The European Commission (EC) has confirmed it is looking into allegations that Apple's iTunes Music Store discriminates against UK consumers by charging them more to download the same song than it charges other European music buyers.
Some British iTunes users have slammed the differential pricing as yet another example of "rip-off Britain".
In the UK, the iTunes Music Store charges customers 79p (€1.14) to download a single track. The same song costs €0.99 when it's downloaded from Apple's other European music shops.
Apple can, of course, charge what it likes, and while UK consumers might be annoyed at the price differential, there's little they can do but complain about it. Or go and buy songs from, say, ITMS' French outlet. However, Apple doesn't permit them to do so.
That's the real issue: is Apple's refusal to allow cross-border shopping in contravention of European Union laws enacted to ensure the free movement of goods and services between member states.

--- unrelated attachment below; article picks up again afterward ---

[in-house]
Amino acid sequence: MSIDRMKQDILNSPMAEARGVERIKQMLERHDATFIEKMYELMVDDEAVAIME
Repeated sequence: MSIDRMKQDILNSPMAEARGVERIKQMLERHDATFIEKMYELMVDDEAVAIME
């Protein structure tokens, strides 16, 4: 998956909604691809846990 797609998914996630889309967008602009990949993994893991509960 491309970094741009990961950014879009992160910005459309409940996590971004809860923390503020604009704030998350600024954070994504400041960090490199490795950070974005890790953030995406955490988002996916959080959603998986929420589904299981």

Apple argues that since each country has its own music licensing regime, it's forced to adopt different prices for each nation in which it sells music. Potentially, diluting that argument is its own cross-border store, which takes in customers from the Netherlands, Spain, Italy and other territories. If it can smooth pricing across these countries, why not across the EU as a whole?
The EC itself last year called on Europe's music licensing agencies to develop a common framework and pricing structure - or risk having one imposed upon it. Certainly, the EC fears that the various licensing regimes are themselves in violation of EU law.
Whether that will let Apple off the hook remains to be seen. A verdict one way or t'other seems unlikely in the near term - the investigation was described as being in its "early stages", according to an EC spokesman cited by Associated Press. ®
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